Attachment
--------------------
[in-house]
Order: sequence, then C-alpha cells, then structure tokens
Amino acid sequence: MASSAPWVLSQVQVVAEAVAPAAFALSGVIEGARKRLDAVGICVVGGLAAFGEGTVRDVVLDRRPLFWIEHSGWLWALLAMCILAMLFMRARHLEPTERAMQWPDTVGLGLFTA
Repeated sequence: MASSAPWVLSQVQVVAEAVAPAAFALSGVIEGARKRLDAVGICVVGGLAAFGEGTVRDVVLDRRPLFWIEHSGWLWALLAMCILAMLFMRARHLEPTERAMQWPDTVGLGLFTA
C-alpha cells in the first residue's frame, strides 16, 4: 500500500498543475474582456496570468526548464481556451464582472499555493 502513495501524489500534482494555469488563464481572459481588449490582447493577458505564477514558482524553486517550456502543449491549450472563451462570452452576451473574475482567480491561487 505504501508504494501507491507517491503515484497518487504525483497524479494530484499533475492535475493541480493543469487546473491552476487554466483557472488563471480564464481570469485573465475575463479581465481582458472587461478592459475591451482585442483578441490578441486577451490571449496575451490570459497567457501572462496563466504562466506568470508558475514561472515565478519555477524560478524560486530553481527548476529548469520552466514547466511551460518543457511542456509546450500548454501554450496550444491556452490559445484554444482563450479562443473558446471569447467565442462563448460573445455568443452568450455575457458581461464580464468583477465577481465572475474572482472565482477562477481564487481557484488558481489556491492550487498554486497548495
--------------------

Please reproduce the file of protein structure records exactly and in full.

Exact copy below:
[in-house]
Order: sequence, then C-alpha cells, then structure tokens
Amino acid sequence: MASSAPWVLSQVQVVAEAVAPAAFALSGVIEGARKRLDAVGICVVGGLAAFGEGTVRDVVLDRRPLFWIEHSGWLWALLAMCILAMLFMRARHLEPTERAMQWPDTVGLGLFTA
Repeated sequence: MASSAPWVLSQVQVVAEAVAPAAFALSGVIEGARKRLDAVGICVVGGLAAFGEGTVRDVVLDRRPLFWIEHSGWLWALLAMCILAMLFMRARHLEPTERAMQWPDTVGLGLFTA
C-alpha cells in the first residue's frame, strides 16, 4: 500500500498543475474582456496570468526548464481556451464582472499555493 502513495501524489500534482494555469488563464481572459481588449490582447493577458505564477514558482524553486517550456502543449491549450472563451462570452452576451473574475482567480491561487 505504501508504494501507491507517491503515484497518487504525483497524479494530484499533475492535475493541480493543469487546473491552476487554466483557472488563471480564464481570469485573465475575463479581465481582458472587461478592459475591451482585442483578441490578441486577451490571449496575451490570459497567457501572462496563466504562466506568470508558475514561472515565478519555477524560478524560486530553481527548476529548469520552466514547466511551460518543457511542456509546450500548454501554450496550444491556452490559445484554444482563450479562443473558446471569447467565442462563448460573445455568443452568450455575457458581461464580464468583477465577481465572475474572482472565482477562477481564487481557484488558481489556491492550487498554486497548495